Four years ago, director Eric Simonson was developing The Song of Jacob Zulu with Ladysmith Black Mambazo at Chicago's Steppenwolf Theatre Company and noticed that the famed South African musical troupe would sing a particular song in their native Zulu during warm-ups and rehearsals. One day he asked leader Joseph Shabalala what the song meant. The leader of the troupe replied that the song, which he'd written 30 years ago, was about a young African who goes in search of his fiancée who has run away. "Let's make a play out of it," suggested Simonson. To which Shabalala replied, "That's amazing because 20 years ago, I dreamed that I would make a play out of this song."
The result is Nomathemba ("Hope"), written by Shabalala, Simonson and Ntozake Shange (For Colored Girls Who Have Considered Suicide When the Rainbow Is Enuf), which is playing the Kennedy Center through May 19. The engagement at the Eisenhower Theatre follows a world premiere at Steppenwolf last year and a showcase at N.J.'s Crossroads Theatre Company, which is co-producing the show.
"The focus in the show is really on relationships; it's really more about the two lovers and the people and strangers they encounter on the road," says the director. "But the piece also serves as a metaphor for post-apartheid South Africa. The theme is not to give up hope. People in a changing society will expect changes, but changes don't happen overnight. There will be upheaval and hard times, but the point is to remain faithful to the future."
Simonson and Shange saw a glimpse of the future when they accepted Shabalala's invitation to visit South Africa. The three workshopped the play at the state-subsidized Natal Performing Arts Center, working with eight young Zulu actors and Mambazo to sketch out the play's beginning. When the show moved to Chicago, it was recast with American actors, except for the Ugandan-born Ntare Mwine.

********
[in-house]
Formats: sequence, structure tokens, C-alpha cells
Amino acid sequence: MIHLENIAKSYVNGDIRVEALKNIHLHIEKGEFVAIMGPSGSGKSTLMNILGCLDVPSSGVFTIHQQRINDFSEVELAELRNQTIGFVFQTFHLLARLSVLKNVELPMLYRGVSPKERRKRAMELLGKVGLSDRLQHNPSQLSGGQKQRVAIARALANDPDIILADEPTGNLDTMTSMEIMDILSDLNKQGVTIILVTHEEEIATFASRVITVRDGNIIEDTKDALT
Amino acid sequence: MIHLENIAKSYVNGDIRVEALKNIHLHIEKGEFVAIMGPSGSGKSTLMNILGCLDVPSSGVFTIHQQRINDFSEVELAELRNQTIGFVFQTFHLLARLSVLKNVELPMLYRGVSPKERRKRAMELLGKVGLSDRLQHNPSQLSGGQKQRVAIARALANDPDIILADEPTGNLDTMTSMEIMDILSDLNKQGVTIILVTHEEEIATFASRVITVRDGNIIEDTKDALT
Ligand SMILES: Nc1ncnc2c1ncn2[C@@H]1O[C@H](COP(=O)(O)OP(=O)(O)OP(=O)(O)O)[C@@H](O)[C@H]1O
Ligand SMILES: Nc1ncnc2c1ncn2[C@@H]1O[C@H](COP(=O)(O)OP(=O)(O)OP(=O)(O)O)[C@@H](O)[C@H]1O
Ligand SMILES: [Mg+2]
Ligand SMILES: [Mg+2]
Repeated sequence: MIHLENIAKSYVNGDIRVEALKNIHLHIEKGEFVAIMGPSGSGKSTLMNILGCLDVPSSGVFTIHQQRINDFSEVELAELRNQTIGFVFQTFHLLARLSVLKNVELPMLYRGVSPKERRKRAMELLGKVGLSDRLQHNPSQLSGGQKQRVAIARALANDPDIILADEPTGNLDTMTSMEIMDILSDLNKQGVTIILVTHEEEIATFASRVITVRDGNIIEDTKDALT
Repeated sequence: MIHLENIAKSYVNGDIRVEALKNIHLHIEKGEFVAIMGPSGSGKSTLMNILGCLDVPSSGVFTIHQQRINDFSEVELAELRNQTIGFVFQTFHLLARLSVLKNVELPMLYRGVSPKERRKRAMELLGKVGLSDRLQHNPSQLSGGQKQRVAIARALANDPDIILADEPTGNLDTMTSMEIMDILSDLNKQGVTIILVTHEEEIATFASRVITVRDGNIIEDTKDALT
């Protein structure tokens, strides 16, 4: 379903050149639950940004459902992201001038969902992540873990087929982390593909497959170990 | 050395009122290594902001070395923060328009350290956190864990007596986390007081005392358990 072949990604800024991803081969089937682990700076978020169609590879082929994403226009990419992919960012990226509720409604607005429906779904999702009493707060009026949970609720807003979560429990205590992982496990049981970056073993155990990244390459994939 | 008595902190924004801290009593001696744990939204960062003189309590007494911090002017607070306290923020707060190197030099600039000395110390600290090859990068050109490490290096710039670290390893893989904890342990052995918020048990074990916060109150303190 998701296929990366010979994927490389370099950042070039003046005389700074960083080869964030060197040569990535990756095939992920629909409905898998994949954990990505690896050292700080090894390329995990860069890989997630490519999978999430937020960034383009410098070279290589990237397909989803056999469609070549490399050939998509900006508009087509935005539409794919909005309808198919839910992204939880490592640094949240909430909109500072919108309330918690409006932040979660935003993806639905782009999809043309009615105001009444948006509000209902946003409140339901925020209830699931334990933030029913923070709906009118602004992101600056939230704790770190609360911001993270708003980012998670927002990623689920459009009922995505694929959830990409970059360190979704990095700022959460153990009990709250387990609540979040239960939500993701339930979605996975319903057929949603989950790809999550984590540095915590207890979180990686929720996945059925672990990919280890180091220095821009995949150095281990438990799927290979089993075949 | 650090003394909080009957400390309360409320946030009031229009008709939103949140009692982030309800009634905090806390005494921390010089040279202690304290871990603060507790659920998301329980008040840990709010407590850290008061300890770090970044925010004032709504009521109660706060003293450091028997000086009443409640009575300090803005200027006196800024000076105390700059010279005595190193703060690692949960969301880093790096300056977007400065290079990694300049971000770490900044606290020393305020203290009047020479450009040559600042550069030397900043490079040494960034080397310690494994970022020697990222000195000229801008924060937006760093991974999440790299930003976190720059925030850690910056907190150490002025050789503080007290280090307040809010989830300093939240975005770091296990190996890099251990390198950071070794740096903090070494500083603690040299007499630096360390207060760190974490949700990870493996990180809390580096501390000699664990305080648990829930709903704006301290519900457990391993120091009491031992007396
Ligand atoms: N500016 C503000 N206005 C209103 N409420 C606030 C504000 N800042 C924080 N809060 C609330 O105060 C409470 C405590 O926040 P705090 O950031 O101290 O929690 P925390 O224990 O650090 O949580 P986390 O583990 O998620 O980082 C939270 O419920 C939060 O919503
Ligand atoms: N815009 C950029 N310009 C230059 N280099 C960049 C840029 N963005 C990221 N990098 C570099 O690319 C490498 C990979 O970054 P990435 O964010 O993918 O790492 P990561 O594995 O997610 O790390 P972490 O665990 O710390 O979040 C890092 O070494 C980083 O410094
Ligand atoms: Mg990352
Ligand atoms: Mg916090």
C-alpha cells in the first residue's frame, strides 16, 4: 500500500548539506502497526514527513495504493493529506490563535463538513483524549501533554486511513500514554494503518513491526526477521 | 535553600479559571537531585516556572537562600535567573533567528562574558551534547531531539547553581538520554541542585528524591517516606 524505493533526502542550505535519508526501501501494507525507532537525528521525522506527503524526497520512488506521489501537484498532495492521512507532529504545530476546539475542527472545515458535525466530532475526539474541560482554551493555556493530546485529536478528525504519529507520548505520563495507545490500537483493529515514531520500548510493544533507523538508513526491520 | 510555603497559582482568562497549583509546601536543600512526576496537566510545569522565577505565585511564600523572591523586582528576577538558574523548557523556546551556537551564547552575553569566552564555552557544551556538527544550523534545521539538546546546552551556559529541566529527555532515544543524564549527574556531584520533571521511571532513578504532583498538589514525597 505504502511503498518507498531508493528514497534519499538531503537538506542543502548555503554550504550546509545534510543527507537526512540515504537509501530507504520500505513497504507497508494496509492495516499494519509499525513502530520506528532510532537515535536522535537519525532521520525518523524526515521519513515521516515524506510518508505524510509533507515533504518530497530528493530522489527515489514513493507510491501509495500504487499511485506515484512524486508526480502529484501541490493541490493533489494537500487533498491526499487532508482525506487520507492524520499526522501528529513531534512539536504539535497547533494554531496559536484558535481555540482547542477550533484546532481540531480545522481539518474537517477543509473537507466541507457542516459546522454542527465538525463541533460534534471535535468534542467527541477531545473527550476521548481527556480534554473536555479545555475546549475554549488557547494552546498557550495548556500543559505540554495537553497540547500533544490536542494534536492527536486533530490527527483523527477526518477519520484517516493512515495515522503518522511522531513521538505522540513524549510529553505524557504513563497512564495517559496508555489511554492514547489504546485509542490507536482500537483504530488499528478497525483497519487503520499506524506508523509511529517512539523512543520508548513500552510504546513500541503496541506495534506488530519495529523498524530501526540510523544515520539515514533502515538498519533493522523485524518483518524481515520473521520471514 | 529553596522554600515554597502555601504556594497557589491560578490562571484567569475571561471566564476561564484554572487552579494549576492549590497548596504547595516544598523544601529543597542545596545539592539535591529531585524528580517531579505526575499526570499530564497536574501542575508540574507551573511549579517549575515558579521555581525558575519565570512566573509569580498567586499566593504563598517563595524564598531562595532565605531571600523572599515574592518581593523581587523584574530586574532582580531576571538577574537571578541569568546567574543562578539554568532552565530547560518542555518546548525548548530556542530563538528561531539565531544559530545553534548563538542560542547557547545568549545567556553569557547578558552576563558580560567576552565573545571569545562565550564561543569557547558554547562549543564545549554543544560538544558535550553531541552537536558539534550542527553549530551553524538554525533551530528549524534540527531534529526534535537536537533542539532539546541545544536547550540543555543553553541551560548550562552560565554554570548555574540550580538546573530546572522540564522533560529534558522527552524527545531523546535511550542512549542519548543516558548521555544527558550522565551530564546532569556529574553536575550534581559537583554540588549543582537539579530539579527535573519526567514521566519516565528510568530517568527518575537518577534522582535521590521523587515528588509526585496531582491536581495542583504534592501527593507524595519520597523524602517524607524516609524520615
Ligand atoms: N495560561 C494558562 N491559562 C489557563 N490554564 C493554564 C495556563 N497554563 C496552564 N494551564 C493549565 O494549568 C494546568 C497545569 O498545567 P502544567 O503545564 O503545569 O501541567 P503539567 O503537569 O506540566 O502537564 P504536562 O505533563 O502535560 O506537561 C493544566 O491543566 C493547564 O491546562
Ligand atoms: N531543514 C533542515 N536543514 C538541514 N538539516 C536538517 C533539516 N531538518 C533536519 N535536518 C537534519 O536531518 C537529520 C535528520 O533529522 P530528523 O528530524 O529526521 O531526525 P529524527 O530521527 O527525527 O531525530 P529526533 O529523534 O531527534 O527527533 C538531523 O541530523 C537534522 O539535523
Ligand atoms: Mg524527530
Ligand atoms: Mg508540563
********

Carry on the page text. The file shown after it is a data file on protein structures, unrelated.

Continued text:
"When we did Jacob Zulu, a lot of the members of Ladysmith Black Mambazo had never set foot in a theatre," said Simonson of the troupe that rocketed to fame as a collaborator on Paul Simon's Grammy Award-winning Graceland. "They've gotten over their shyness, and many of them are playing real characters, especially Shabalala, as opposed to Jacob Zulu when they acted as a Greek chorus."
The director is at pains to downplay the polemical aspects of the piece, noting that the most "subversive" thing one might do with a South African play is to shuttle the politics aside in favor of the love story. "People expect to get a theatre of protest in works from South Africa, and when those expectations are blown, then people get upset," says Simonson. "But in this, the politics are really the backdrop."
Yet, the director concedes that to be born in South Africa is to be political. There is little escaping the nation-building that is now going on in South Africa and some of the tough choices on the part of both races that must be made in order to ease the growing pains. "I suppose, the work has a very Brechtian feel to it in that way," says Simonson. "It's very specific of who these people are, but the polemics come not from the people but from what happens to them on their journey. And, in that regard, Nomathemba transcends boundaries and cultures to become universal."-- By Patrick Pacheco